In chemistry, protonation, is the addition of a proton (H+) to an atom, molecule, or ion. Hydrogen (ˈhaɪdrədʒən is the Chemical element with Atomic number 1 An ion is an Atom or Molecule which has lost or gained one or more Valence electrons giving it a positive or negative electrical charge History See also Atomic theory, Atomism The concept that matter is composed of discrete units and cannot be divided into arbitrarily tiny In Chemistry, a molecule is defined as a sufficiently stable electrically neutral group of at least two Atoms in a definite arrangement held together by An ion is an Atom or Molecule which has lost or gained one or more Valence electrons giving it a positive or negative electrical charge Protonation is possibly the most fundamental chemical reaction and is a step in many stoichiometric and catalytic processes. Stoichiometry (sometimes called reaction stoichiometry to distinguish it from composition stoichiometry is the Calculation of Quantitative (measurable Catalysis is the process in which the rate of a Chemical reaction is increased by means of a Chemical substance known as a catalyst Some ions and molecules can undergo more than one protonations or deprotonations; such species are labeled polybasic. Most biological macromolecules are polybasic.
Upon protonating a substrate, the mass and the charge of the species each increase by one unit. Protonating or deprotonating a molecule or ion alters many chemical properties beyond the change in the charge and mass: hydrophilicity, reduction potential, optical properties, among others. Hydrophile, from the Greek (hydros "water" and φιλια (philia "friendship" refers to a physical property of a Molecule Reduction potential (also known as redox potential, oxidation / reduction potential or ORP) is the tendency of a Chemical species to acquire Ultraviolet-visible spectroscopy or ultraviolet-visible spectrophotometry ( UV/ VIS) involves the Spectroscopy of Photons in the UV-visible Protonation is also an essential step in certain analytical procedures such as electrospray mass spectrometry. Mass spectrometry is an analytical technique that identifies the chemical composition of a compound or sample based on the Mass-to-charge ratio of charged particles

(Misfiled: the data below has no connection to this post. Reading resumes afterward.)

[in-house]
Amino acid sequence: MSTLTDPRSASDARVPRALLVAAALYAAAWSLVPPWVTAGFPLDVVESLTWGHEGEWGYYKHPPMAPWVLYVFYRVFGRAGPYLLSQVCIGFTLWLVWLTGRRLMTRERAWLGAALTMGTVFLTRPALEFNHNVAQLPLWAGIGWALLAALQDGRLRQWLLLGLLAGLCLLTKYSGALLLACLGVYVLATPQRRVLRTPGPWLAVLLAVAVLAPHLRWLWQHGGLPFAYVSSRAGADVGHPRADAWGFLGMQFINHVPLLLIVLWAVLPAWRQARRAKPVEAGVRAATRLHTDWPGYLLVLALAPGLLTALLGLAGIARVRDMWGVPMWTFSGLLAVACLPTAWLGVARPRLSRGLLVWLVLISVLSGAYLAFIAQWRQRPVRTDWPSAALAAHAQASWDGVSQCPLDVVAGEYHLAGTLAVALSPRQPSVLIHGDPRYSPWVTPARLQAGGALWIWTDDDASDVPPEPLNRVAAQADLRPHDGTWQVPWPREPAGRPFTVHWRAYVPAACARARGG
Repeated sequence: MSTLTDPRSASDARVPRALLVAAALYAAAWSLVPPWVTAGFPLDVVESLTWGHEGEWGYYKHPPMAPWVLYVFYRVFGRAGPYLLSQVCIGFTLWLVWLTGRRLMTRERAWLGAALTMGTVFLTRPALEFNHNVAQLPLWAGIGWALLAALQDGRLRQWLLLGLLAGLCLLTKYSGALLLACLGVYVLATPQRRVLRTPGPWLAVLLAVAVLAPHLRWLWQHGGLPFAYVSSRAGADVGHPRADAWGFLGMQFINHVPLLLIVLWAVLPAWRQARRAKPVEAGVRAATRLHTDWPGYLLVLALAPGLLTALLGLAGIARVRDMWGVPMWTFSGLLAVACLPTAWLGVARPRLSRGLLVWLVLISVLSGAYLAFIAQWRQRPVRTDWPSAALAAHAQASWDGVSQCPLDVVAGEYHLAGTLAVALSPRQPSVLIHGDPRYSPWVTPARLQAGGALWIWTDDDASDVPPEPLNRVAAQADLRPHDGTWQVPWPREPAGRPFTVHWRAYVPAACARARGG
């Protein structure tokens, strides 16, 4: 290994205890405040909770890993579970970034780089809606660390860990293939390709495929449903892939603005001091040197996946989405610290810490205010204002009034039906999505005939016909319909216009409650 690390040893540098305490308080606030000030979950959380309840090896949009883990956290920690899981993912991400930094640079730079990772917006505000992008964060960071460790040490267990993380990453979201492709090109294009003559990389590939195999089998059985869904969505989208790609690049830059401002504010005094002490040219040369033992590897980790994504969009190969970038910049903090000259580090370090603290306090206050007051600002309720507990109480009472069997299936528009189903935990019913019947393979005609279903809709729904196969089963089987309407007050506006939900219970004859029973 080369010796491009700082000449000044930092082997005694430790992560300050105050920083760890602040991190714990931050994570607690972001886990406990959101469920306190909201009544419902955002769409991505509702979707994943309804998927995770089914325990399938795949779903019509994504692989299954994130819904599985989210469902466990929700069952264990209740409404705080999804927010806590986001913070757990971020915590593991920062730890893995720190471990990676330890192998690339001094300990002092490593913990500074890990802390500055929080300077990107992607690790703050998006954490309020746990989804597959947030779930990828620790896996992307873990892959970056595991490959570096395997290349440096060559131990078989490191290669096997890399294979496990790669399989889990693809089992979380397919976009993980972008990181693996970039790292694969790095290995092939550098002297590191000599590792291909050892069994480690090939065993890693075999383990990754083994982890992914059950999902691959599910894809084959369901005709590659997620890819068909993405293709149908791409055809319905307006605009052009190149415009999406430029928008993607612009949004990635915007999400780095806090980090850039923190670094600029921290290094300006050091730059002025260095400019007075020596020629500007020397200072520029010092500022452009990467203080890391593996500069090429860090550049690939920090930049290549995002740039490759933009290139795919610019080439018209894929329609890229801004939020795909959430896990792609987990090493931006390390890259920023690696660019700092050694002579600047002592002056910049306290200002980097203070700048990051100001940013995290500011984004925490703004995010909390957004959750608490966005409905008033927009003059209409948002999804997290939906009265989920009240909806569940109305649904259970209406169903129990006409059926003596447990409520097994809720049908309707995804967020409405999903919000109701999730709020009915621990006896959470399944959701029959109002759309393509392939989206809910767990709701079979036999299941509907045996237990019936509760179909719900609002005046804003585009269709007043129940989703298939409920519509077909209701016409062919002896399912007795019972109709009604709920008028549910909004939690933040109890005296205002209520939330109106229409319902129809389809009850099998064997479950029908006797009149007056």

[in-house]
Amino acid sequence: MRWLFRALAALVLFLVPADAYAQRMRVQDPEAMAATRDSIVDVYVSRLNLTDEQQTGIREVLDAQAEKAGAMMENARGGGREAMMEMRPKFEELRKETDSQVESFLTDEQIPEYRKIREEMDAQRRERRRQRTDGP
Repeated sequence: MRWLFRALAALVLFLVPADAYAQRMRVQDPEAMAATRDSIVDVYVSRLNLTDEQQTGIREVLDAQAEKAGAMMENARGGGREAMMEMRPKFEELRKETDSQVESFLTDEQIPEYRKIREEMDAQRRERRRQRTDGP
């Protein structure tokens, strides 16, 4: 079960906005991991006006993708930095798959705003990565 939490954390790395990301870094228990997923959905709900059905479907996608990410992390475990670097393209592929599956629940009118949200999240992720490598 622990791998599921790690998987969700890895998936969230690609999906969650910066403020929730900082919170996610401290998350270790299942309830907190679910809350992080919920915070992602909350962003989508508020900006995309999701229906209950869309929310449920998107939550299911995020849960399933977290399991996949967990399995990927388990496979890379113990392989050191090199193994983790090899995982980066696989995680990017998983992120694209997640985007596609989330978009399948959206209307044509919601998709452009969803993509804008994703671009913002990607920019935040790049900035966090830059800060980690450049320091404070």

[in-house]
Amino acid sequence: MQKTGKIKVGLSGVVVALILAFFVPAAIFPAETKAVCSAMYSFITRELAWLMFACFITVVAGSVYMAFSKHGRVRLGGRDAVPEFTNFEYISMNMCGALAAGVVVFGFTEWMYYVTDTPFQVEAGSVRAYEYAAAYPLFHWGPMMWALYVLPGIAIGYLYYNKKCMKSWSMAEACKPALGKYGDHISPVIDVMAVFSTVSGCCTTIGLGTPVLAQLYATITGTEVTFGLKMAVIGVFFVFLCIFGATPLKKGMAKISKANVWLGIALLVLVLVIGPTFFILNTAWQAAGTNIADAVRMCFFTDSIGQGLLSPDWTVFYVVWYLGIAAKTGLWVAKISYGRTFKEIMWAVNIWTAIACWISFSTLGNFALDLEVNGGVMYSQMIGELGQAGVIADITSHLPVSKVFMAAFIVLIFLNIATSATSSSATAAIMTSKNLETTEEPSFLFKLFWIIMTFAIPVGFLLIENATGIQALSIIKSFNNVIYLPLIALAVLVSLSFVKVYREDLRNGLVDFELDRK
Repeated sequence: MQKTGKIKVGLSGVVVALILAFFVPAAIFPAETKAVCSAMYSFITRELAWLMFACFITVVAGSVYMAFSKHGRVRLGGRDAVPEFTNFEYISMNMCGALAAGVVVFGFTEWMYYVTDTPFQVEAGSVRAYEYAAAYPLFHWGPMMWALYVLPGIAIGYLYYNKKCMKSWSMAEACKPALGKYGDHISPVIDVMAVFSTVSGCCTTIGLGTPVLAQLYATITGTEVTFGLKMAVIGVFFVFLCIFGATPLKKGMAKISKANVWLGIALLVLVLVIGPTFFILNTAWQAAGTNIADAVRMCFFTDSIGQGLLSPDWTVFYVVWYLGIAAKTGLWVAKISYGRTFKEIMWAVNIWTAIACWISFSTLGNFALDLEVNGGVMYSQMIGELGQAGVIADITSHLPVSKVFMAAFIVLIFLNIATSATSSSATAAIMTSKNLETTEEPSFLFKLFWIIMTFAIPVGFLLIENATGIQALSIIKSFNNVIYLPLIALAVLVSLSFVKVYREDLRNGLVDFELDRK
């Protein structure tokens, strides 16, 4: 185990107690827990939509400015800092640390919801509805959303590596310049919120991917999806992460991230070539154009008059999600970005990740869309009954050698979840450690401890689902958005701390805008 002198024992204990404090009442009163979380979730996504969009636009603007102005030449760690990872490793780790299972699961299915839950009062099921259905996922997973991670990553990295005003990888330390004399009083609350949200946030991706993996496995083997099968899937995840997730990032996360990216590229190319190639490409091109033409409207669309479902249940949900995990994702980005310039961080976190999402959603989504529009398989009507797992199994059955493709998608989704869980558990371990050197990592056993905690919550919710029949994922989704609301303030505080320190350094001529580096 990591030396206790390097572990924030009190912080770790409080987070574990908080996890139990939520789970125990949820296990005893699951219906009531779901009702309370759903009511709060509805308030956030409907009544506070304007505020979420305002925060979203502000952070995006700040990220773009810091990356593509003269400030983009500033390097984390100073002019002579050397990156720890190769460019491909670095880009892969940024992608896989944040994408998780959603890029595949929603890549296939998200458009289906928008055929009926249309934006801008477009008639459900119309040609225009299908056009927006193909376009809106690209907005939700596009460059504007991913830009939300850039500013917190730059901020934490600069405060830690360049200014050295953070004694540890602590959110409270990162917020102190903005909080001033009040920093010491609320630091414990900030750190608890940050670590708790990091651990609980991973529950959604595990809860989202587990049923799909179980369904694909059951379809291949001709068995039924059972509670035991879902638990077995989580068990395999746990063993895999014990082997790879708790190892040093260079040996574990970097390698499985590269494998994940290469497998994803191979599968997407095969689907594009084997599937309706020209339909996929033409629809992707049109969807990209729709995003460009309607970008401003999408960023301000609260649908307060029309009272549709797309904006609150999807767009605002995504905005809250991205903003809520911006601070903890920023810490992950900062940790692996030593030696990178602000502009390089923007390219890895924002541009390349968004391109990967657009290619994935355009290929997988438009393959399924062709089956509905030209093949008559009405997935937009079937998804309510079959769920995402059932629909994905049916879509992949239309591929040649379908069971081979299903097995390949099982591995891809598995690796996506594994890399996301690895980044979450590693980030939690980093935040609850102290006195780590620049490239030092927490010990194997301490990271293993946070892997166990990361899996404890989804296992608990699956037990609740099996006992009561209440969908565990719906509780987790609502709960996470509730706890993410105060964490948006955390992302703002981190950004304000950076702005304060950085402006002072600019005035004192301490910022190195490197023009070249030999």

Protonation and deprotonation occur in most acid-base reactions; they are the core of most acid-base reaction theories. A Bronsted-Lowry acid is defined as a chemical substance that protonates another substance. A chemical substance is a Material with a definite chemical composition.
Protonations are often rapid, in part because of the high mobility of protons in water. The rate of protonation is related to the acidity of the protonated species. The reaction rate or rate of reaction for a Reactant or product in a particular reaction is intuitively defined as how fast a reaction takes Weak acids deprotonate more slowly than strong acids. The rates of protonation and deprotonation can be especially slow when protonation induces significant structural changes.
Usually, protonations are reversible and the conjugate base is unchanged by being protonated. In some cases, however, protonation causes isomerization. Cis-alkenes can be converted to trans-alkenes using a catalytic amount of protonating agent. In Organic chemistry, an alkene, olefin, or olefine is an unsaturated Chemical compound containing at least one Carbon Many enzymes, such as the serine hydrolases operate by mechanisms that involve reversible protonations of substrates. The serine hydrolase superfamily is one of the largest known enzyme families comprising approximately 1% of the genes in the human genome
Formally, the term "hydronation" is recommended by the IUPAC, just as "hydron" is recommended in place of "proton" because only 99. The International Union of Pure and Applied Chemistry ( IUPAC) (aɪjuːpæk or ay-yoo-pec) is an international Non-governmental organization 999% of natural hydrogen nuclei are protons; the rest are deuterons and rare tritons (tritium). Hydrogen (ˈhaɪdrədʒən is the Chemical element with Atomic number 1 The proton ( Greek πρῶτον / proton "first" is a Subatomic particle with an Electric charge of one positive Deuterium, also called heavy hydrogen, is a Stable isotope of Hydrogen with a Natural abundance in the Oceans of Earth Tritium (ˈtɹɪtiəm symbol or, also known as Hydrogen-3) is a radioactive Isotope of Hydrogen. However, the use of the terms "hydrons" and "hydronation" remains obscure.